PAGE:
By Manvender Rawat
The latest operating system from Microsoft Windows 10 is the most graphically intensive operating system that we’ve seen and is designed to deliver improved user experience across PC and mobile devices. While Windows 10 has a great, mobile-inspired, look and feel, it also introduces greater demand on computing resources and more frequent OS updates which are driving many organizations to rethink how they approach PC lifecycle management. Desktop virtualization allows IT to more easily manage and deploy these new upgrades however new considerations must be weighed when selecting the right vGPU profile for your Windows 10 deployment.
Microsoft’s Windows 10 specification webpage mentions that at a minimum Windows 10 requires a DirectX 9-capable video card with WDDM driver. While Software 3D render, (used by most modern hypervisors) should be able to support Windows 10, it comes with limitations. Soft-3D doesn’t support DirectX 10 or 11, which is used by most common applications these days. On top of that, the DirectX calls made by the OS and applications will be translated by the CPU, which will result in lower consolidation and performance for most use cases.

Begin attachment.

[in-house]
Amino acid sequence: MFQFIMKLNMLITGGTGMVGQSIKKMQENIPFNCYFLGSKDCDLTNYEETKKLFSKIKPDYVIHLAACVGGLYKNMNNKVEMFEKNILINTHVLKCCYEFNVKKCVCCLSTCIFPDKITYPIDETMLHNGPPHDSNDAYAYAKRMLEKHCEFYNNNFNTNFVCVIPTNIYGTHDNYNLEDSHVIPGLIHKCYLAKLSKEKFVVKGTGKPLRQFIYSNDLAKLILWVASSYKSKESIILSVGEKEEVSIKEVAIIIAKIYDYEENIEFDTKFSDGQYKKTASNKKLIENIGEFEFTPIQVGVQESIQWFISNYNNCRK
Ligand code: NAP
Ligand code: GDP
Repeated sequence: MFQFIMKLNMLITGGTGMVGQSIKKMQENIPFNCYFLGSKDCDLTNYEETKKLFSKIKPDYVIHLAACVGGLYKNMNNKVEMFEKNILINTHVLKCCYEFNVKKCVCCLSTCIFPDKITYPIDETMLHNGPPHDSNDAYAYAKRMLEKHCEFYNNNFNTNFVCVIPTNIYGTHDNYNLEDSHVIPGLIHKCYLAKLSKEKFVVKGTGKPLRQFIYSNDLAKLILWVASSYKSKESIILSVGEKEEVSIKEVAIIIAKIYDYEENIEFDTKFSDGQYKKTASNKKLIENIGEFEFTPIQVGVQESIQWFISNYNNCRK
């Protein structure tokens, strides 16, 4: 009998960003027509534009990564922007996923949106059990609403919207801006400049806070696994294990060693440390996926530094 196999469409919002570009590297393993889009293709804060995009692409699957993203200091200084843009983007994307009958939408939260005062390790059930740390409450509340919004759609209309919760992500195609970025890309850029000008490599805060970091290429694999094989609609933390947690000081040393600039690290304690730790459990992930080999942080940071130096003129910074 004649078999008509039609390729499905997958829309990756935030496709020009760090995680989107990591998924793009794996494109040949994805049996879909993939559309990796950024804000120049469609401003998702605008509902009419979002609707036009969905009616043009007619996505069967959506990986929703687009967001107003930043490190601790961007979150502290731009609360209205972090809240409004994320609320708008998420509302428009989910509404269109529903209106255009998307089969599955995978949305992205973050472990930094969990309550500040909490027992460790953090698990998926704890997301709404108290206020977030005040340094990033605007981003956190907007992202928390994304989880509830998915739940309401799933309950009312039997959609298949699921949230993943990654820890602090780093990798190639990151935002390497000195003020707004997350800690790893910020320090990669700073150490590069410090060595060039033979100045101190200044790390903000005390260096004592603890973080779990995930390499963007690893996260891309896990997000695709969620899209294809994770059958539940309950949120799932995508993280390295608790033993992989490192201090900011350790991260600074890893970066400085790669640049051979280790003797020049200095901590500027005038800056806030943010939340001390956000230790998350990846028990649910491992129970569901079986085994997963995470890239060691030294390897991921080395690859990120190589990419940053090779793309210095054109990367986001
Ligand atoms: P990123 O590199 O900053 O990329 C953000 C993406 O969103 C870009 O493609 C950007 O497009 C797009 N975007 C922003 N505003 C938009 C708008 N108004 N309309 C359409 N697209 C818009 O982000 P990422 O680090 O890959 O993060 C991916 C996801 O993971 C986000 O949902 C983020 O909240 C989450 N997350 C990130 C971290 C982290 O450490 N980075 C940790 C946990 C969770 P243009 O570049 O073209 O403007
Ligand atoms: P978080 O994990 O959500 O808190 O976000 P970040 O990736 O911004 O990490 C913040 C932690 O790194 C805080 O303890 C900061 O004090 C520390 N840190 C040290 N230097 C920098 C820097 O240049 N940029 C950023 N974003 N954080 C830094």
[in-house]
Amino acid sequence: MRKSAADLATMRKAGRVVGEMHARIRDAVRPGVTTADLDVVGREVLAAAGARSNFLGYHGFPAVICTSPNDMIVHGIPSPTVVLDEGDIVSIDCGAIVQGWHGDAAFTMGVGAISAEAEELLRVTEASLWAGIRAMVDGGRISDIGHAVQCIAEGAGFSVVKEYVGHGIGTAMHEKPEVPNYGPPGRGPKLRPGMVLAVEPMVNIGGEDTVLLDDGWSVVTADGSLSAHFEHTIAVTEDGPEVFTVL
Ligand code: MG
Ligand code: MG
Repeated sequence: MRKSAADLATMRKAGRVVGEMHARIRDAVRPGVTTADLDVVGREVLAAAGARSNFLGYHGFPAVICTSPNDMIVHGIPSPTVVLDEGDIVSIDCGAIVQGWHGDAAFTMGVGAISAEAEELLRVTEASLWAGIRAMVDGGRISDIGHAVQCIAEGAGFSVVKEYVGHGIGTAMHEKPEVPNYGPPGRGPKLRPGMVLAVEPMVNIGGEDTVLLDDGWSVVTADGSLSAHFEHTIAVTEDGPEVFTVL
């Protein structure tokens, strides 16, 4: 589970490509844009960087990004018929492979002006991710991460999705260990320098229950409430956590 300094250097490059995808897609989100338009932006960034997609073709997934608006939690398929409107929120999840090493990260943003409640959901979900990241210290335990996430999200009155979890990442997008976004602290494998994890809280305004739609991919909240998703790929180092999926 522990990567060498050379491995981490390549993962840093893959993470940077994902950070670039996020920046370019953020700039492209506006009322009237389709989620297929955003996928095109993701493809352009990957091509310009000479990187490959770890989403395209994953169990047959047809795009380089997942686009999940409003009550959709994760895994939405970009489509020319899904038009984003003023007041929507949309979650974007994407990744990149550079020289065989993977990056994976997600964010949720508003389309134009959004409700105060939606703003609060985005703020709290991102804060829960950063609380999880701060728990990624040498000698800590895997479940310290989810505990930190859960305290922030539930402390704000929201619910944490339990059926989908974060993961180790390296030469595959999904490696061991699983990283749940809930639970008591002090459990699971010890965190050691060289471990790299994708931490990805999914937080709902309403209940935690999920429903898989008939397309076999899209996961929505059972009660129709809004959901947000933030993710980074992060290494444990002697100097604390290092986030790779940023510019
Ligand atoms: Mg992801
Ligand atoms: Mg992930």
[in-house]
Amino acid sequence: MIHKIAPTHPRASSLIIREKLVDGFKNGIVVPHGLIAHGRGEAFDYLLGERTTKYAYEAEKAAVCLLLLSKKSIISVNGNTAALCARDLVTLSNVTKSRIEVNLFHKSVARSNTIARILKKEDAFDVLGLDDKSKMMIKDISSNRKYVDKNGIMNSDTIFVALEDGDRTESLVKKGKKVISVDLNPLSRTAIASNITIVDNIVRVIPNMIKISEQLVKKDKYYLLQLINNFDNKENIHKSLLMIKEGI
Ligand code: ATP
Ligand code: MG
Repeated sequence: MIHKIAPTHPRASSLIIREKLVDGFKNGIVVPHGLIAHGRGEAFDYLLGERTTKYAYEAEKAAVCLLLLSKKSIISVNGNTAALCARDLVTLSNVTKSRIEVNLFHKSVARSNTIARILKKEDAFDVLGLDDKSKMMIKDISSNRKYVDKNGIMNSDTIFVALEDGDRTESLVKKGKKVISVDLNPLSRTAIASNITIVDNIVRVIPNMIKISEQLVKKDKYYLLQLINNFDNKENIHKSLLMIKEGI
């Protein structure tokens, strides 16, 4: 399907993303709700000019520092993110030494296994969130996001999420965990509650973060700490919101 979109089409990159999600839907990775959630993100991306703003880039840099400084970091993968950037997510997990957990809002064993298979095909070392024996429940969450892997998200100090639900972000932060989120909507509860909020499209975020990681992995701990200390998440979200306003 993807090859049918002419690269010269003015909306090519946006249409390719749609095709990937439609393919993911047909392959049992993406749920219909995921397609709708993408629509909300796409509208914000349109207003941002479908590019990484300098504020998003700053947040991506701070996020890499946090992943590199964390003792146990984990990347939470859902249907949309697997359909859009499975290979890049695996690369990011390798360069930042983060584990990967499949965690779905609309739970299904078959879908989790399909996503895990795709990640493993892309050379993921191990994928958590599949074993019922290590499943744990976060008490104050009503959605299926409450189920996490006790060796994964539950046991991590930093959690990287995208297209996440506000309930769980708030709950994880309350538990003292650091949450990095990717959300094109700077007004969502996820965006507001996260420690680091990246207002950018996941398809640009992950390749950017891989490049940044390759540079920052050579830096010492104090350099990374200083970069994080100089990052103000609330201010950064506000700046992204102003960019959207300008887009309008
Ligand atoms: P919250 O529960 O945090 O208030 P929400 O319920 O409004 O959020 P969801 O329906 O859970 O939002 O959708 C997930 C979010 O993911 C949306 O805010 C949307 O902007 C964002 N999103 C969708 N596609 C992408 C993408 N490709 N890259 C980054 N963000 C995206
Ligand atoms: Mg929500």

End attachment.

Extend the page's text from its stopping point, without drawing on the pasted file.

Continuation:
To support the increasing frame buffer requirements of Windows 10 and modern applications, the latest release of NVIDIA GRID, the November 2016 Maintenance Release, has further optimized resource allocation per VM, decreasing the baseline frame buffer requirement by up to 70 MB.This increases available buffer for user applications by reducing GRID management overhead, resulting in improved user experience and application performance. We should also point out that the November release also introduces support for VMware vSphere 6.5.
We ran a series of scalability tests on the latest release to determine if we could indeed successfully run 128 users on a host with two Tesla M10 cards. To simulate office user workloads, we ran LoginVSI Windows 10 knowledge worker workload for 64, 100 and 128 VMs configured with M10-0B profile on the server. While all three tests finished successfully, proving that we can in fact run Windows 10 at maximum user density for the tested workload, we did notice that at 128 VMs CPU quickly reached 100% utilization which could impact user experience.
Guidance for NVIDIA GRID vGPU Sizing
While the 512MB (M10-0B) profile will work for some Windows 10 workloads, there are several factors that will increase frame buffer usage above the 512MB threshold and require a 1GB (M10-1B) profile to support. Based on testing done by the NVIDIA Performance Engineering team, we recommend that users that have any of the following characteristics should be assigned a vPC 1 GB profile to deliver optimal experience:
- More than approx. 5 applications; WebGL content, video streaming, and flash applications
- Higher than 1920 x 1080p resolution
- 2 or more monitors
If you’d like to understand how to deliver optimal performance to your users look at our Windows 10 vGPU profile sizing guide which will walk you through the steps for your own environment.